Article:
There are many women in my circle of interaction who are in the throes of severe financial duress. After praying, fasting and begging the Lord for this cup to pass, relief has been slow. Couples have been stretched to the limit, children have been caught unawares, and the faith of good people is being tried. In my conversations I’ve caught glimpses of their suffering:
“We prayed to know if this was a good investment. We thought we felt the Lord’s approval.”
“I didn’t even know we had an interest-only loan. I guess I didn’t understand what I was signing.”
“My house is being auctioned today on the courthouse steps.”
“My husband just told me we haven’t been paying our property taxes or mortgage payments for the last six months.”
“We took the money out of our retirement to pay for college and weddings. How could we pay for one child’s education and not the others’?”
“Sometimes I wish I could shop at the same stores I used to. I wish I didn’t have to move into a rental. Sometimes I wish I had my old life back. I know I sin in my wish.”
“We have been out of work for over a year. Our savings is gone. Will retirement even be possible?”
“I haven’t worked in 20 years, who is going to hire me?”
My heart aches as I listen to my friends’ suffering. How can they start over at 45, 55, 65? How can I help?
I guess the first thing I can do is listen. I can help them network. I have already spent dozens of hours scouring craigslist for jobs and affordable housing. I can remember that tomorrow it could be me. I can make sure that other parts of their life are easier by providing childcare or inviting them over for dinner or a game night to relieve stress. I can increase my fast offerings. In short, I can “mourn with those that mourn and comfort those that stand in need of comfort.” And when my trial of faith comes, I can allow them to return the favor.
Years ago, I found myself unemployed and living off of savings. I was in a new town and far from family. I took a multifaceted approach to finding a new job. The first place I visited was the LDS employment center. They matched my skills to current job openings and I sent out my résumé to a few potential employers. Next, I contacted my alumni association and found an online job board for graduates in my field. Third, I went through the yellow pages and circled every job I thought I’d be good at or like.
You’d be surprised to learn that I actually found the job of my dreams via the yellow pages. After circling the jobs I thought I’d be good at, I started calling businesses directly and asking for a job. One company invited me in for an interview the next day. A part-time job at that firm led to a full-time position which led to a management position and I was happier at that job than at any previous workplace.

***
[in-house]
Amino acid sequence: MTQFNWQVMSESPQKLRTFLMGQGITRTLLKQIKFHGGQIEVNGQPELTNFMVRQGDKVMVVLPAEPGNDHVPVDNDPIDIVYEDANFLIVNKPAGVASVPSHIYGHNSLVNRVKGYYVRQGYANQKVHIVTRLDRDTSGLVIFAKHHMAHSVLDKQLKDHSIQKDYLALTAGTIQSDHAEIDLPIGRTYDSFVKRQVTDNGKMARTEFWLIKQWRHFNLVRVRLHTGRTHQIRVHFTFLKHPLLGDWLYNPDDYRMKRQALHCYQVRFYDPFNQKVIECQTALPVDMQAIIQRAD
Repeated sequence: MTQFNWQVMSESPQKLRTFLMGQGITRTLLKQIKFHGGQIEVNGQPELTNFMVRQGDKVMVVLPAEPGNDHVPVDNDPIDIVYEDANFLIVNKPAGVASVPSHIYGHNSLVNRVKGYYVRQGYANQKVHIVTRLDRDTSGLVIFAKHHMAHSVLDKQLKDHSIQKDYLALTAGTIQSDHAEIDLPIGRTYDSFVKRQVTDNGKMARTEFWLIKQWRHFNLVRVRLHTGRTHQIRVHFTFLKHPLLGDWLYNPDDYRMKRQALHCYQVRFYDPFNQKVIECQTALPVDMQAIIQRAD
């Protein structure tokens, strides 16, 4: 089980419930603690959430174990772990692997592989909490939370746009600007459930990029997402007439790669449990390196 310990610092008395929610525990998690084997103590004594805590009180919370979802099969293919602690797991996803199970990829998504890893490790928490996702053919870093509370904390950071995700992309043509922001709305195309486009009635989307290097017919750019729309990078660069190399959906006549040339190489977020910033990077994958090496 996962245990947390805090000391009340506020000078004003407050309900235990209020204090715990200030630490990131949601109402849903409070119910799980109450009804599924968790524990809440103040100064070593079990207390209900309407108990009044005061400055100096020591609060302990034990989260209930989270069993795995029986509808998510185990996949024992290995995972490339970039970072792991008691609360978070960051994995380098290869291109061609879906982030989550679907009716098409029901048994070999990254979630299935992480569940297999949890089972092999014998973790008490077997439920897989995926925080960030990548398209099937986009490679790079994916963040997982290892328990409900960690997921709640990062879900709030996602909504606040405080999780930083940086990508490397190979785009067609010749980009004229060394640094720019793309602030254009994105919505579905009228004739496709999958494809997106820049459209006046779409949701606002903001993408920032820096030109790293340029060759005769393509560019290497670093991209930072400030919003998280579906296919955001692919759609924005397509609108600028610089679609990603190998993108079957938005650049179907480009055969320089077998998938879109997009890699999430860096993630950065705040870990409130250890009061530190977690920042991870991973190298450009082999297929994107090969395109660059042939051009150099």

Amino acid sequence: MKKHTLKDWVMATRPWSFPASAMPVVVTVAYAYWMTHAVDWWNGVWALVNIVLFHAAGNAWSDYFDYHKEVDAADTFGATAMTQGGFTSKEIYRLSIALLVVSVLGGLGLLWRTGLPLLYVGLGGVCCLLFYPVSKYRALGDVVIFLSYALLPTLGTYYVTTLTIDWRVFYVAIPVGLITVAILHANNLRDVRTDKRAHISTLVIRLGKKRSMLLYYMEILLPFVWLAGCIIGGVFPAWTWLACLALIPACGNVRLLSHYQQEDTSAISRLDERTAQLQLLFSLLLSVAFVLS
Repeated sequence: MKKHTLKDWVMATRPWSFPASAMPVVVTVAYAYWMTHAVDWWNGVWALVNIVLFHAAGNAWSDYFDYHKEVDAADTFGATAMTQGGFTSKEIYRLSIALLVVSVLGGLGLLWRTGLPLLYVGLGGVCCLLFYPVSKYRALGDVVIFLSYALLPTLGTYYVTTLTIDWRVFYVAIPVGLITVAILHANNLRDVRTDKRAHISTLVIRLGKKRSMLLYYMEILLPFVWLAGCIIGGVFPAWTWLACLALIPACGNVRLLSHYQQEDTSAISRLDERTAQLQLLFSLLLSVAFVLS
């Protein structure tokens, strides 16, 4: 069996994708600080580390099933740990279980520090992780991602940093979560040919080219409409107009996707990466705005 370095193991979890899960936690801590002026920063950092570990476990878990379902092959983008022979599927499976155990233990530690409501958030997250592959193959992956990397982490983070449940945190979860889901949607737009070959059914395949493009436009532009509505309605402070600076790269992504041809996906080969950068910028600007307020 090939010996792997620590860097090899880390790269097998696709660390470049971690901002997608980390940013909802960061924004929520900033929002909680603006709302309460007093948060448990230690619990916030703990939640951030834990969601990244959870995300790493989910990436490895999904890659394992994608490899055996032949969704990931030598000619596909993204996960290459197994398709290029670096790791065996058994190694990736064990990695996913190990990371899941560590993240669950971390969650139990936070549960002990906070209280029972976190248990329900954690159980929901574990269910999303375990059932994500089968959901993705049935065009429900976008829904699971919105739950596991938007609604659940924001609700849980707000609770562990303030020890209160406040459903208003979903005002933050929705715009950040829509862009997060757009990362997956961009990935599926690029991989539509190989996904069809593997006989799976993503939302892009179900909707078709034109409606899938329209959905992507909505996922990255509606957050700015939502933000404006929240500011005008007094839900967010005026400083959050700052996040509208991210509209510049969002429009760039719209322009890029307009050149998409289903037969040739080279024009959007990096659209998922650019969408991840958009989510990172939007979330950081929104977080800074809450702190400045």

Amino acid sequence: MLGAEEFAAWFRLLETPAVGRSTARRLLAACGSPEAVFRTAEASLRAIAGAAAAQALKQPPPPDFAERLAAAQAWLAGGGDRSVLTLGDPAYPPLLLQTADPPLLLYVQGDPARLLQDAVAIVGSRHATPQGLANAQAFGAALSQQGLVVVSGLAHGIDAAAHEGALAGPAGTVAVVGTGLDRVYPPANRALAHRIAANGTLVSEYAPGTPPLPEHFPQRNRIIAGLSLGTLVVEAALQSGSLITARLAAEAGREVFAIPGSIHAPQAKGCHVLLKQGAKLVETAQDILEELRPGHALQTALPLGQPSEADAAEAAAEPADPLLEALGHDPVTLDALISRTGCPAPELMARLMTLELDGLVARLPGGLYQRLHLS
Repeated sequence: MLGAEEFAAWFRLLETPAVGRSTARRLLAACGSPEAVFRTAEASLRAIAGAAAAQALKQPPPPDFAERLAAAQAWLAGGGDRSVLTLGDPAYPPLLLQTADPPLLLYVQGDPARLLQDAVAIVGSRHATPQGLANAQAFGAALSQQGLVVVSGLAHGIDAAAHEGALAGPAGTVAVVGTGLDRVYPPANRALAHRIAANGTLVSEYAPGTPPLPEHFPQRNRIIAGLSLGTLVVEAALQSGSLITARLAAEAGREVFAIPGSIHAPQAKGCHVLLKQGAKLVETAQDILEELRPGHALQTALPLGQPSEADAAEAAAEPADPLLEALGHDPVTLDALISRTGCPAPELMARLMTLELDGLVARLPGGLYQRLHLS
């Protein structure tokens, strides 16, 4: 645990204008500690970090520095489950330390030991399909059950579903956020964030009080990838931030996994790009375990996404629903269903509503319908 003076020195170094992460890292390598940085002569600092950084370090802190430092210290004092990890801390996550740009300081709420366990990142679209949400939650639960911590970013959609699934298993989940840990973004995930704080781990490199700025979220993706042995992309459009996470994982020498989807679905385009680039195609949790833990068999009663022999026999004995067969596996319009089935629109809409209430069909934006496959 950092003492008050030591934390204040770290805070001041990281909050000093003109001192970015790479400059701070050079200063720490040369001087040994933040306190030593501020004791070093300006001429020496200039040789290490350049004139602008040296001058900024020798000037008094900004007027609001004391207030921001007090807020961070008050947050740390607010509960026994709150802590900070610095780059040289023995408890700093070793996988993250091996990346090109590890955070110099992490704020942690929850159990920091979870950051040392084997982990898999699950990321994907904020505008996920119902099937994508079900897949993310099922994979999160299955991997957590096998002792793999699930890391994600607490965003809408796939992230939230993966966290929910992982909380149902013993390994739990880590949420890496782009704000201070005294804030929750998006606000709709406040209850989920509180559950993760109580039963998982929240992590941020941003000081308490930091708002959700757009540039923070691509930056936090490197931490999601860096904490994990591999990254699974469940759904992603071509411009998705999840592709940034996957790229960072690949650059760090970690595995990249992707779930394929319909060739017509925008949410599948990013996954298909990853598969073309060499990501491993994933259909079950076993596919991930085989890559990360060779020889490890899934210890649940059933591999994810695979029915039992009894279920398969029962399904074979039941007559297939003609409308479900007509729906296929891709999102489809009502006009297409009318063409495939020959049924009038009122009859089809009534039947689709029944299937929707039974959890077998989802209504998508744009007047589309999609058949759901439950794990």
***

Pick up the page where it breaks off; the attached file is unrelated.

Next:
Recently, I found another great resource for individuals and families who would like to increase their personal finance skills. With the help of several professors at the Marriott School of Management at Brigham Young University, Bryan Sudweeks provides a free online course to aid people in improving their personal finances. The material outlines how to buy a house, how to get out of debt, and how to make (and keep) a budget. This course is designed for the novice and experienced financier and everyone in between. While this course relies heavily on principles taught by The Church of Jesus Christ of Latter-day Saints, this course would be helpful to any household.
One quote from the website that I really appreciated was that “wealth is not a sign of righteousness.” I love my friends, I know they are good people who love God. Financial difficulties may plague them for a lifetime, but that will not change my affection for them. I know the Lord will bless them, if not financially, then spiritually. Just like Lehi in the Book of Mormon told his son Jacob, I’d like to say to my friends “Thou knowest the greatness of God; and He shall consecrate thine afflictions for thy gain.” I also need to prepare my heart to be as Job’s for the times of hardship that currently abide and will inevitably come my way, so I can declare with Job, “The Lord gave and the Lord hath taken away. Blessed be the name of the Lord.”
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Editor’s note: Following are more resources that could help with financial management and the job search.
Being Savvy about Financial Matters: BYU Women’s Conference presentation handout on financial management
On the LDS Employment Resources link listed in the post above, be sure not to miss the Job Search Tip Sheets if you are in the mode of looking for work.
LDS Employment Resources also has links to myriad websites (not Church-affiliated) with information and resources on the following topics:
- Career Counseling
- Educational Funding
- Employer Profiles
- International Education
- Job Search
- Micro and Small Business
- Resume Help
- Schools and Education
If you are going to post electronic an résumé, this Newsweek article might be of interest about how to increase the chance employers might find you.